Many changes in this technique have been adapted and improved in cytogenetics laboratories, due to advances in microscopy and bioinformatics. However, FISH principles and procedure steps (marking, hybridizing, and detecting) have remained the same. Its greater resolution power plays an important role in precisely featuring the chromosome structures of many fish species [11]. Different technique types, based on the herein referred methodology, such as genome in situ hybridization (GISH), in situ simultaneous location of different chromosome regions by Multicolor FISH (m-FISH), and identification of specific regions by chromatin fiber extended (Fiber-FISH) or spectral karyotype (SKY), are known and applied to distinct means.

The mapping of repeating DNA has been the main use of the FISH applied to fish. Among these sequences, it is possible to highlight the chromosome locations of multigene families such as 18S and 5S ribosomal DNA, histones, telomeric and centromeric sequences, and transposable elements [11]. The isolation and application of specific satellite DNA probes have also been the routine method in intraspecific characterization as well as in the understanding of evolution sequences among related species [12]. These probes help detecting chromosomal homeologies by identifying syntenic groups kept or rearranged during karyotype divergence among analyzed species [13]. These studies aim to understand the structural nature and the likely origin of B or supernumerary chromosomes [14] and to draw the origin and evolution of sexual chromosomes [15] and their behavior in the meiotic cells [16].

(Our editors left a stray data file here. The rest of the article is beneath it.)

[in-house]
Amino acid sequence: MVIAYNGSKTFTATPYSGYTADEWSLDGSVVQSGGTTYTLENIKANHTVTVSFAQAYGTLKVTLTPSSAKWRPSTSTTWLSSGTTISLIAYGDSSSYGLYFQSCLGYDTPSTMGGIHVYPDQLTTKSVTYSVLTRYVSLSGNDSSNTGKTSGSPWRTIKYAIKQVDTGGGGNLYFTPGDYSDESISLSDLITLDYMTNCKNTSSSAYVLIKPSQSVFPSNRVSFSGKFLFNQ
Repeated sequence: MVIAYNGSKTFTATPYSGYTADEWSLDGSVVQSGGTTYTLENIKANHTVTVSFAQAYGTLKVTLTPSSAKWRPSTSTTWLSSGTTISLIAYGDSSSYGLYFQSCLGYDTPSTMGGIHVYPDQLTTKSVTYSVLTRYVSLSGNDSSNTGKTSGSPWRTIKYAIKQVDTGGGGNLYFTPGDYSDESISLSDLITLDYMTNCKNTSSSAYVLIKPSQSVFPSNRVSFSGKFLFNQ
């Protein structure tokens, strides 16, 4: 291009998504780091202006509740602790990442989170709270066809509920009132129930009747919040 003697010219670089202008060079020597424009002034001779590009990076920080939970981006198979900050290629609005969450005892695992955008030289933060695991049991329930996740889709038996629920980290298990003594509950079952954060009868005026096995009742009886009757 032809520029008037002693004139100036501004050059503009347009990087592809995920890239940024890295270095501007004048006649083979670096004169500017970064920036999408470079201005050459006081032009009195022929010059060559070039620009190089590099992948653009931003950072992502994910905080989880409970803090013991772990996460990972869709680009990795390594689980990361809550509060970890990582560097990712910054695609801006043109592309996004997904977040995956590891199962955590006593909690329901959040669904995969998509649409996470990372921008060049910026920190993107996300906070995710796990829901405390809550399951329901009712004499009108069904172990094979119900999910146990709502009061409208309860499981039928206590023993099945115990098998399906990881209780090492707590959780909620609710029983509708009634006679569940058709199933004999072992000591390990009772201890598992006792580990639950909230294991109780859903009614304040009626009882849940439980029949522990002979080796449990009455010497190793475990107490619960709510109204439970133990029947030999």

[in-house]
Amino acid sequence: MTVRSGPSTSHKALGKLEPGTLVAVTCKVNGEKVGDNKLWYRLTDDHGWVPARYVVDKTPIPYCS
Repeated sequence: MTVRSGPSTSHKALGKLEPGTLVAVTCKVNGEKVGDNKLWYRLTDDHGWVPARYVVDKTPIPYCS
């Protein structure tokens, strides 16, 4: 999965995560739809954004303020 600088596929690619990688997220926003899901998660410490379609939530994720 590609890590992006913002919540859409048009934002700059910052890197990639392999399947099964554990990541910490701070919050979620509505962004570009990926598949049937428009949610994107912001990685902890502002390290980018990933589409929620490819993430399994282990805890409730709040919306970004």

FISH potentialities are highly broad. The technique enables the better grounding of hypotheses heading towards structural, taxonomic, population, and/or phylogenetic aspects. It happens along with the easiness and availability of prospecting probes through different strategies [17]. These data are crucial for understanding the chromosomal dynamics and evolution and how it may be linked to speciation processes and macroevolutionary events. Throughout the data presentation, the current study aims to assess the contributions provided by the herein described technique and to integrate fish genome.

2. Cryptic Species Detection and Population Structuring in Marine Environments